The First Myth The Constitution is a sacred document or is at least divinely inspired.
Reality The Constitution was written by human beings (all men at the time) and is a product of Enlightenment thinking. The Constitution exemplifies the application of reason to self-government. The divine right of kings is emphatically rejected by the Constitution.
Notice that there is no reference whatever in the Constitution to a divine being. Religion is mentioned only in several places. One place is the First Amendment with its Establishment and Free Exercise Clauses. Another place is the prohibition against religious tests for political office. In other words, religion has its role, but that role is not in government.
Along these lines, to characterize the Constitution as deeply influenced by Judaism and/or Christianity, as many like to do, is simply incorrect historically. Traditional Judaism and Christianity had nothing to say about democracy. Also, many of the Framers were deists who believed that a divine being created the universe and nature with its “laws” but then bowed out of human affairs. In contrast, theists believe that a divine being revealed itself and remains concerned with, and involved in, human affairs.
The Second Myth The Constitution, even if not divinely inspired, comes as close to being as perfect a document for self-government as is humanly possible.
Reality The Constitution is far from a perfect document.
The Framers were only human beings, although we are fortunate that they were very well educated, far-sighted and obsessed with forming a new kind of government that the world had never seen before. But they made mistakes. This is obvious if only because of the number of Constitutional Amendments that have been ratified—twenty-seven–including the Bill of Rights two years after the Constitution.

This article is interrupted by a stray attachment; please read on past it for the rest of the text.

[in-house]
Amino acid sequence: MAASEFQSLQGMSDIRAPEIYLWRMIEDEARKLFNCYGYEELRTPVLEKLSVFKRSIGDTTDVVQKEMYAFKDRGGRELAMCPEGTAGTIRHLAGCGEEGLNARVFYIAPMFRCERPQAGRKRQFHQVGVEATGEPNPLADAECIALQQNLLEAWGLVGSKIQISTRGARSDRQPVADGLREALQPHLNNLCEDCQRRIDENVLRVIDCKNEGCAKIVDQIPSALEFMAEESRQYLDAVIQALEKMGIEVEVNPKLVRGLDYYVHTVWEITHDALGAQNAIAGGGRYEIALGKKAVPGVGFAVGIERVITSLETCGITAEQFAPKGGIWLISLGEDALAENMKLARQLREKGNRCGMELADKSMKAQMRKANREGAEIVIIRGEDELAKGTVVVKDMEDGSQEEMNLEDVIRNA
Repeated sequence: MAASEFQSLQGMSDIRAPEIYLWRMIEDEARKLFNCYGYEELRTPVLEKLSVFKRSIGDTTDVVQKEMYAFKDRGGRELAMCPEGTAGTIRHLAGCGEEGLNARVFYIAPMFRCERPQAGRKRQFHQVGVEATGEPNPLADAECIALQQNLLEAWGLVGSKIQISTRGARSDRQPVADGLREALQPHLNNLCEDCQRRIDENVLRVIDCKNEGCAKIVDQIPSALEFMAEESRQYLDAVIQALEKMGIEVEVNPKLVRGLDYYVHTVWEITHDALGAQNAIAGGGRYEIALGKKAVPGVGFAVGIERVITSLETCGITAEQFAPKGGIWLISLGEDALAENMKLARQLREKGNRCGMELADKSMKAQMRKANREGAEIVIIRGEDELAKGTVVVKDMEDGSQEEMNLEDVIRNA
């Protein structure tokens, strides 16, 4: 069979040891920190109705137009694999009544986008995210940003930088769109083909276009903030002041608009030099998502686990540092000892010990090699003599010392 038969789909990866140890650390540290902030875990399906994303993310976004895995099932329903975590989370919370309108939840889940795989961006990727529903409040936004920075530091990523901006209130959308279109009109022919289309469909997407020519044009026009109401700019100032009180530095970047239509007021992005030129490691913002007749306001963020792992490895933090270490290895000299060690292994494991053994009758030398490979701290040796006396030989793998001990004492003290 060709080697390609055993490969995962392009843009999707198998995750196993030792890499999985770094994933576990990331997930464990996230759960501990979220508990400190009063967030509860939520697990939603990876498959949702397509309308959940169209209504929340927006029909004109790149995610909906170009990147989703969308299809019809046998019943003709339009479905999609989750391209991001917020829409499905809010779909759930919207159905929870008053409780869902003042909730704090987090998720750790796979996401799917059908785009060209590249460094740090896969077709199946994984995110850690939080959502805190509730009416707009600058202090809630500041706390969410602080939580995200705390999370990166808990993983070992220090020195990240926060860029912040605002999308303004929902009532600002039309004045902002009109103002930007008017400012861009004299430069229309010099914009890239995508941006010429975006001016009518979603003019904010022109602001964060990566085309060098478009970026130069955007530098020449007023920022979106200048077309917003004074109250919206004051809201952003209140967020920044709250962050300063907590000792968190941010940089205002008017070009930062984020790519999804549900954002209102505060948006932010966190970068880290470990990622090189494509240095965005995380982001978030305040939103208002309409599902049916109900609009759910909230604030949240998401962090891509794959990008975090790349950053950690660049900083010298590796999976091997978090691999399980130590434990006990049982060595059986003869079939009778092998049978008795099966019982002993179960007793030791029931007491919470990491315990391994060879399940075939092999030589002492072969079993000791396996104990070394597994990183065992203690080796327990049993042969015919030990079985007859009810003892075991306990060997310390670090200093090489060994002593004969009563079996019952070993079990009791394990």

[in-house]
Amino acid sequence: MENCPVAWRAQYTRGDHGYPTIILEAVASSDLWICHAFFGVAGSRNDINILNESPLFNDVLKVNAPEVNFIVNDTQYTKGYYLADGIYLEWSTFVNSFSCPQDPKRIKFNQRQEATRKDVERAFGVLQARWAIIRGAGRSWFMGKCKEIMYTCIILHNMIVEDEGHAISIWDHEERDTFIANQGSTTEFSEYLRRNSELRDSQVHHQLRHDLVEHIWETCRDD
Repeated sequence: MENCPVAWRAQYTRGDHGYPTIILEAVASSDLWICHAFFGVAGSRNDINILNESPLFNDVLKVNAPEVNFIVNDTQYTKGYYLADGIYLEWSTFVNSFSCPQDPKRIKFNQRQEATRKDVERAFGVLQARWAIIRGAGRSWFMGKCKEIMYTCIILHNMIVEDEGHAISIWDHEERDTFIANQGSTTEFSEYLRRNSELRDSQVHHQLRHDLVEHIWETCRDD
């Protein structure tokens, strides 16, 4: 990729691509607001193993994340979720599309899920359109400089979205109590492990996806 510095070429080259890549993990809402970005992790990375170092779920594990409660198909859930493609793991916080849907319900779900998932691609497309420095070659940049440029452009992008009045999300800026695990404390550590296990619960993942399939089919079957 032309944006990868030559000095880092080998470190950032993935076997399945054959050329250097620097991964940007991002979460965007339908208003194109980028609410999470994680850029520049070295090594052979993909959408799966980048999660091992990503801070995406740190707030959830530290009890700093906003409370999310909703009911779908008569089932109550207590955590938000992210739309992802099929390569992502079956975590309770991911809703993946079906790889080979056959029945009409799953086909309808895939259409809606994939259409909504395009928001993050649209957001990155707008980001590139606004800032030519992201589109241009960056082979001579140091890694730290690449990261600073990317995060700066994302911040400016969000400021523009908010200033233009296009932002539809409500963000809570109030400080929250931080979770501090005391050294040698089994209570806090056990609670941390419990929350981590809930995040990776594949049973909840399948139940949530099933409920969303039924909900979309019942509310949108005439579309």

More seriously, the Constitution was almost fatally flawed from the beginning because of slavery. This word was never used in the Constitution—embarrassment, perhaps?–although there were three indirect references to it. I say “fatally flawed” because, as everyone knows, slavery led to the temporary breakup of the United States. It took an horrific Civil War and the Thirteenth, Fourteenth and Fifteenth Amendments to amend the Constitution and eliminate slavery once and for all. In a very real sense, the Civil War and these three Constitutional amendments finally brought the Constitution into line with the Declaration of Independence.
Next in the Series: Myths about the Supreme Court
Constitutional Education for Citizens
However, I’ve thought for a long time that we in the legal profession and the law schools do a mediocre job, at best, in educating the public about the United States Constitution and the Supreme Court.
What I would like to do in this and in occasional succeeding posts is try to explain, with a minimum of legal jargon, the Constitution and the Supreme Court’s role in interpreting it. Of necessity, these posts will be selective. I cannot cover everything.
What is Separation of Powers?
The first three articles of the Constitution create and set out the powers of the three branches of government.
First and foremost, Article I deals with Congress, the lawmaking branch, and its two houses, the Senate and the House of Representatives. All legislation must be passed by both houses in order to become law. Congress may only act pursuant to its enumerated powers.
Second, Article II deals with the President, elected every four years, who enforces the law and thereby exercises executive powers. The President also has primary responsibility for foreign affairs except insofar as Congress is the branch that declares war. All legislation that is passed by both houses must go to the President for his approval.
Third, Article III creates the Supreme Court, the only non-politically accountable branch, in which is vested the judicial power to decide cases and controversies brought before it. Much more about this in later posts. Read the rest of this entry »
Since Nahmodlaw.com began in August 2009, and to this date, July 7, 2010, I have written thirty-four posts (including a video and podcast) on what I consider to be topics of interest and importance going beyond what might be considered “hot” at any particular time.